The developers at Radiant Entertainment have quite a history with the Fighting Game Community -- particularly Tom Cannon, who not only was the co-founder of the development studio, but is also one of the founders of Evolution Championship Series -- and after Seth Killian joined the studio, who's been a key figure within the FGC for many years and has worked on several fighting games during his time at Capcom (the final boss of Street Fighter IV was named after him), they figured it was time they try to bring their own desires for what a fighting game can be into reality."For me, a big part of my history with fighting games has been trying to show them to people, talk to people about them, and try to get people excited about them and give them a chance," said creative lead Seth Killian while discussing his history with genre. "And while I've been doing that for a lot of years, and while I love it and I think fighting games are one of the greatest genres and one of the proudest achievements in gaming period, it's exciting and a little sad to see that of the twenty people I talk about fighting games, only one will have the same experience that I have. Fighting games are really hard, and often times the core game is buried behind this very tall executional wall. And it's not about making it easier so we can all be Justin Wong, but I'm saying the basic moves and mechanics can take a long time to get a handle of. Once you do, then you can start learning the intricacies of player strategy." Set in the far-future, players control a select group of battling robots from different areas of the world and duke it out for supremacy. Each of the six starting characters have their own unique skills and abilities, and special combos used from the variety of weak, medium, and heavy attacks. In addition to that, super moves called Overdrives are activated when the super meter is filled to unleash devastating attacks. Moreover, they can take advantage of kinetic abilities that range from breaking enemy combos and dash cancels. The developers wanted to allow for a great level of customization, and players will be able to select loadouts for their favorite characters, which determine what special moves they bring into battle. The minds behind this title have some ideas on how to make this new fighter more accessible to players who aren't as well-versed in the classic formula of fighting games. On the surface, Rising Thunder looks very similar to titles like Street Fighter IV or Mortal Kombat X. Action is on the 2D plane, with two fighters duking it out until their enemy's health is depleted. Using special moves and strategies unique to each character, players will have to equally overpower and outsmart their opponents to claim victory. Sounds familiar, right? Well, the formula is largely as is, which is a testament to how timeless the setup is. However, the developers saw an opportunity to alter certain parts of the formula in order to remove the initial anxiety and awkwardness from new players seeking to break into competitive play."We were really excited to build a game that could open the door to what's glorious about these games to more people, and to try and let everybody understand what's exciting about these game and kept us excited about them for most of our lives. We basically ended up making a list of all the things that kept most people out of fighting games. For one, Online Sucks, it's terrible and you can't have a serious competitive experience with others. And even if you like fighting games, you also need to be in a place where you happen to be around twenty or so friends that are willing to play with you all the time."Given that it's a PC exclusive fighter, and how candid Killian was about the state of online fighters, the developers wanted to ensure they didn't drop the ball in that regard. Not only is the game completely playable with the keyboard (which feels great, by the way), and they even consider it the default setup, they also have the means to update the title quickly when needed. But course, online play is the make or break point for online fighters. Thankfully, the other founder of Radiant Entertainment, Tony Cannon, is also the creator of the famous GGPO (Good Game, Peace Out) netcode, which started out as a fan-made solution to poorly designed netcode for online fighters, but has since been implemented into retail releases. With Rising Thunder, the creators are bringing in their new GGPO3 netcode, which ensures even more sophisticated tech powering online play. Even during its alpha state, my time online was rock solid and ran at a smooth 60 frames-per-second."The other thing was -- we didn't really know, but it was our suspicion, so we built a prototype to test it -- but when you look at a fighting game match you never go 'Wow, that guy did all his moves. He didn't mess up any fireballs, what a champion.' When you look at the great history of fighting game matches, it's all about the great decisions, reads, an in-genius play, using moves in ways that you would never thought of before -- no one cares about the guy who can do the moves, that's the basic bottom layer of skill," Killian explained. "My thinking was basically, what if we were to make these moves not a problem? What if we were to remove special move inputs?"You might have done a double-take after reading, and I kinda did mentally when he first explained it to me. Accessibility was a major focus for Rising Thunder. Though while many fans may cringe at the thought of moving or adjusting the bar to make things easier for the common player, the developers wanted to think up of ways to allow players who aren't as skilled or knowledgeable as many other players to get into the core gameplay of the fighter much faster. But in doing so, you'd have to go against an established and accustomed idea. In Rising Thunder, all core specials moves, along with the Overdrive moves, are executable with a single button and don't require directional inputs. Every character brings in three special moves, which are activated by three special buttons, and each move works on a cooldown.Initially, I was a bit taken aback. As directional inputs for special moves are pretty synonymous with the genre itself. However, this idea works much better in practice, and Rising Thunder makes great use of the mechanics. I was able to jump into the game pretty quickly, and with much of the initial awkwardness of having to get a feel of the character's inputs and moves correctly, I got over the awkward character introduction phase and started to think about how to utilize their moves within minutes of play. It sort of gave me some callbacks to MOBA titles that emphasizes setups and pick-up and play mechanics, but of course, it's still a deeply refined fighter at its core."Well, all the theorists on the internet will tell you you'll destroy fighting game, it wouldn't make sense anymore, it wouldn't be a fighting game, and if you would've asked me five years ago I probably would've agreed that it wouldn't work," said Killian. "But the way we decided to try it was to build it, and to test it. And not only did the game work, but I started to see things happen in a game ever in my twenty years of talking about fighting games. One guy went from total scrub, to started playing mind-games with me. Like for real. It opened a lot of interesting match-ups. [...] That's where fighting games to me really shine, it's where they can show off people's minds and the way they work in relation to one another."In addition to these tweaks and modifications to the classic fighting game formula, the developers also added in a number of interesting visual and gameplay changes to accommodate the focus on online gameplay. Certain character utilize moves that are telegraphed and use visuals that can used for strategies, For instance, the character "Crow" is able to drop a dome barrier that makes him invisible while inside of it. While the player using Crow is invisible (which is still somewhat visible on their screen), the opponent will not be able to see them during invisibility on their screen. This is to add a layer of unpredictability. With opposing players using their own screens, they'll be able to hide the more nuanced aspects of their moves from their enemies to surprise them.Radiant Entertainment is certainly confident in their new fighter, and given that they're allowing the FGC and newcomers full access to their game very soon (early alpha beginning on the 28th), they're looking forward to hearing their feedback. As with their other title Stonehearth, the community will have a major impact on the state and feel of the game. While Rising Thunder does a lot of things that may go against the more iconic aspects of the genre, there's a lot of thought that went into the intricacies of this fighter. As this title is still in fairly early stages, many features and visuals are not in place quite yet, but the developers are confident enough in releasing it as the true heart of the game is in place. They also plan to actively update the game, introducing new content, updates, and other additions to keep things interesting. "We love fighting games, we've loved them for a long time. We've seen a ton of games come and go, there's plenty of great fighting games out right now, but -- at least in our view -- they're not focusing on the real sources of the trouble [accessibility]," he said. "Don't charge people to try your game, don't ask them to spend six months practicing the game before they can actually start having a real game, and make the online good god dammit."If anything, Rising Thunder will prove to be a pretty interesting experiment. During my time with it, it was clear that a lot of love and passion went into the game, and the folks behind this title are putting a lot of trust into the FGC to be as honest and vocal about the game as possible. Which certainly won't be hard for them. In recent years, the fighting game genre has evolved significantly, and with more players mindful of the true core gameplay with every fighter, Rising Thunder aims to get players to the nitty-gritty of what fighters are all about right from the get-go. Rising Thunder [Alpha Sign-Up]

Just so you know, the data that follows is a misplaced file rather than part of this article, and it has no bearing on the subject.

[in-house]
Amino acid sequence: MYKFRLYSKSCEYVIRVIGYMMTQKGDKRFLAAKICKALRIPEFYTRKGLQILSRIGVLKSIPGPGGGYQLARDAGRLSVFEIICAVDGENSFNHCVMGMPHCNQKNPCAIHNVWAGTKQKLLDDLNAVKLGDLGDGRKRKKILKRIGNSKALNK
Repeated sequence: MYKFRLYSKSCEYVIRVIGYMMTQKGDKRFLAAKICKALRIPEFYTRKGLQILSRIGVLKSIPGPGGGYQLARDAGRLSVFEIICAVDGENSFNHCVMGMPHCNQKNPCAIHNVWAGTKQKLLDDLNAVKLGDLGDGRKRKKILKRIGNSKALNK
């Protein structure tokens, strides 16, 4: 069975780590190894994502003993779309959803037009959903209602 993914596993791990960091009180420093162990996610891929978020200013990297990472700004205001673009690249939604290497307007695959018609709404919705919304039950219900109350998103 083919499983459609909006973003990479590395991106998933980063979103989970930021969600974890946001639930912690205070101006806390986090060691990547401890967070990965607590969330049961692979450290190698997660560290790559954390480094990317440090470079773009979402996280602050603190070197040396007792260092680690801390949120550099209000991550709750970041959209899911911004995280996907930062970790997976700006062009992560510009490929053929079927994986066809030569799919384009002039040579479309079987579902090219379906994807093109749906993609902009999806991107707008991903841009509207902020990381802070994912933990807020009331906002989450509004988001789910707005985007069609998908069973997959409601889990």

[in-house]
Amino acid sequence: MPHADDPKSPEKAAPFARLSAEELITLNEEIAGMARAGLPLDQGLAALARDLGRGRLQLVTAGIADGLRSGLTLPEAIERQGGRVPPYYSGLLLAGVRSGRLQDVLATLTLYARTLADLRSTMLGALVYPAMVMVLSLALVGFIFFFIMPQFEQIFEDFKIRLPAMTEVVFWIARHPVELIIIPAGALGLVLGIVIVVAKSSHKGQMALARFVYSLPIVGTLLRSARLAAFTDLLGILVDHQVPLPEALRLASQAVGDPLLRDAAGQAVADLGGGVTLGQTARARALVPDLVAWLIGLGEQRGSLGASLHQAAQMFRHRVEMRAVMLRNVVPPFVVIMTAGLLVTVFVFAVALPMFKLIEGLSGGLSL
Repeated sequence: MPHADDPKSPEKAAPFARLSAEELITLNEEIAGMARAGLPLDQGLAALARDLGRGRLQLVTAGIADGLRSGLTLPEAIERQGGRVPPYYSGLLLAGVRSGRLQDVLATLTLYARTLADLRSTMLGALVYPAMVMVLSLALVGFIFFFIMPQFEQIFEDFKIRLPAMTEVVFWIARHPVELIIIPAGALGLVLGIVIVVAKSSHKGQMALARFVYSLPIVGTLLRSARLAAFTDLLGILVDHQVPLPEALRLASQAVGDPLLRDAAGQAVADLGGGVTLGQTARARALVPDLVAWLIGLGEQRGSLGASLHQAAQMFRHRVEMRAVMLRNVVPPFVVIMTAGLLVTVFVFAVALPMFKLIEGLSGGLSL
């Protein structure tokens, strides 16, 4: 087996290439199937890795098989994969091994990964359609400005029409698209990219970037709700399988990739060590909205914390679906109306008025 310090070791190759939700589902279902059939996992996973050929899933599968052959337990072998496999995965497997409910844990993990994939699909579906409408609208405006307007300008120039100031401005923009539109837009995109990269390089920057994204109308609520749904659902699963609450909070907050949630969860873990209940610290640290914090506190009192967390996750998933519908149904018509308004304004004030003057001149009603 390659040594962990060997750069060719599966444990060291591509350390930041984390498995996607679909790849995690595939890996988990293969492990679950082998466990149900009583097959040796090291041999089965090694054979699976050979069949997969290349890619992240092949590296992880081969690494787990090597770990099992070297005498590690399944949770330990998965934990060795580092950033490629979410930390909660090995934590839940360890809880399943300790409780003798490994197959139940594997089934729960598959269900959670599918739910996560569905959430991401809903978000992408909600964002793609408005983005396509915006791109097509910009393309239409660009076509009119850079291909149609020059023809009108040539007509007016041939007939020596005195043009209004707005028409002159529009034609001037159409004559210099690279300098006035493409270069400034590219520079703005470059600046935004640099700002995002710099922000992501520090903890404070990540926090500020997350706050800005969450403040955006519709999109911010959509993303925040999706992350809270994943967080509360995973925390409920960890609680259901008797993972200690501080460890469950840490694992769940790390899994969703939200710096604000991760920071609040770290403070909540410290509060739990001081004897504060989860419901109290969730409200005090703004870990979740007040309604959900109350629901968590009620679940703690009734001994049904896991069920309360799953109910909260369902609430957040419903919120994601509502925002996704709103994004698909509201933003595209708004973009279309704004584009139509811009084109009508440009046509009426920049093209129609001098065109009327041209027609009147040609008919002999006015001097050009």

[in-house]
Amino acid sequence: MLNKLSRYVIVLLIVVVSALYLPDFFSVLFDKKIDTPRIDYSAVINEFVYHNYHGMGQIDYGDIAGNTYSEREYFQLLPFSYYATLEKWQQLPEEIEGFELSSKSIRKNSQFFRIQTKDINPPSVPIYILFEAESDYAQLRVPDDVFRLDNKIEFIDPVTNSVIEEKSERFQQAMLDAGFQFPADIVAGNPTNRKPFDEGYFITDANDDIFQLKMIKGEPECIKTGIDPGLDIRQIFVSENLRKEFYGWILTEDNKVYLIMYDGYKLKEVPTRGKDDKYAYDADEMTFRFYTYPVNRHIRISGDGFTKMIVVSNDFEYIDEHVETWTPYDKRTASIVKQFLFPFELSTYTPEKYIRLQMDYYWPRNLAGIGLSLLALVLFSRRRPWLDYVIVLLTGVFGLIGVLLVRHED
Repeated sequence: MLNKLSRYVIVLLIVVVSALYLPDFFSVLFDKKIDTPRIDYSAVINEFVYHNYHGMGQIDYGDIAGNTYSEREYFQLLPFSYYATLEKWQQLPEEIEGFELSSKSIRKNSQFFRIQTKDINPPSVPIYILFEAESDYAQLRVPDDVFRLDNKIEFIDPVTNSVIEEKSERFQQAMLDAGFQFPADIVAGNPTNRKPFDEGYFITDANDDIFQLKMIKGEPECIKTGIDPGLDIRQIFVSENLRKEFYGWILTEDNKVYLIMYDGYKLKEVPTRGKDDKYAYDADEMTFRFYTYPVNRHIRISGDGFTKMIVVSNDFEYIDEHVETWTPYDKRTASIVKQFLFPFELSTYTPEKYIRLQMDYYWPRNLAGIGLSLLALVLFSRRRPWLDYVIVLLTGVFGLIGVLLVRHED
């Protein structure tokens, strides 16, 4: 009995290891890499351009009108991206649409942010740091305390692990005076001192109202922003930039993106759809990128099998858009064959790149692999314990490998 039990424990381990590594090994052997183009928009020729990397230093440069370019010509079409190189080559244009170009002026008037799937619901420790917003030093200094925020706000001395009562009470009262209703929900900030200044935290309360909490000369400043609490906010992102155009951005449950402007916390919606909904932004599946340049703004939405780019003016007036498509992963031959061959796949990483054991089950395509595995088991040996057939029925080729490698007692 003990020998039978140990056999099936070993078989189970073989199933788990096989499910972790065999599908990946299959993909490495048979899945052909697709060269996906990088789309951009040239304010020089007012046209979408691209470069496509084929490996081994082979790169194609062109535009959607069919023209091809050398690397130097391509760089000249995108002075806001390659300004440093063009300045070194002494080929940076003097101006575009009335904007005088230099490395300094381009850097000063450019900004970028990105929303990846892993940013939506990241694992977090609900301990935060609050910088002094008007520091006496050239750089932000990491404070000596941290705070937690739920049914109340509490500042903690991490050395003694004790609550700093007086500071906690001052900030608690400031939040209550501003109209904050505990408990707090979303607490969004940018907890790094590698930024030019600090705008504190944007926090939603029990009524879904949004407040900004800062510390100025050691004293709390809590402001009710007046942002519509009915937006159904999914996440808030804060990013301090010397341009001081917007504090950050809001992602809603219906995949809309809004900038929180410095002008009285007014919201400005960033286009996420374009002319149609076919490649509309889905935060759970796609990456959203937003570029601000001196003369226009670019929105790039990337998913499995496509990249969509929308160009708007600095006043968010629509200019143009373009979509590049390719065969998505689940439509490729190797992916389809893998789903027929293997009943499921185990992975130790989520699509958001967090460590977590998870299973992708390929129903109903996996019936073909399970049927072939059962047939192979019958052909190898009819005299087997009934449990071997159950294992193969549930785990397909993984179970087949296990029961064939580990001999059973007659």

Rising Thunder photo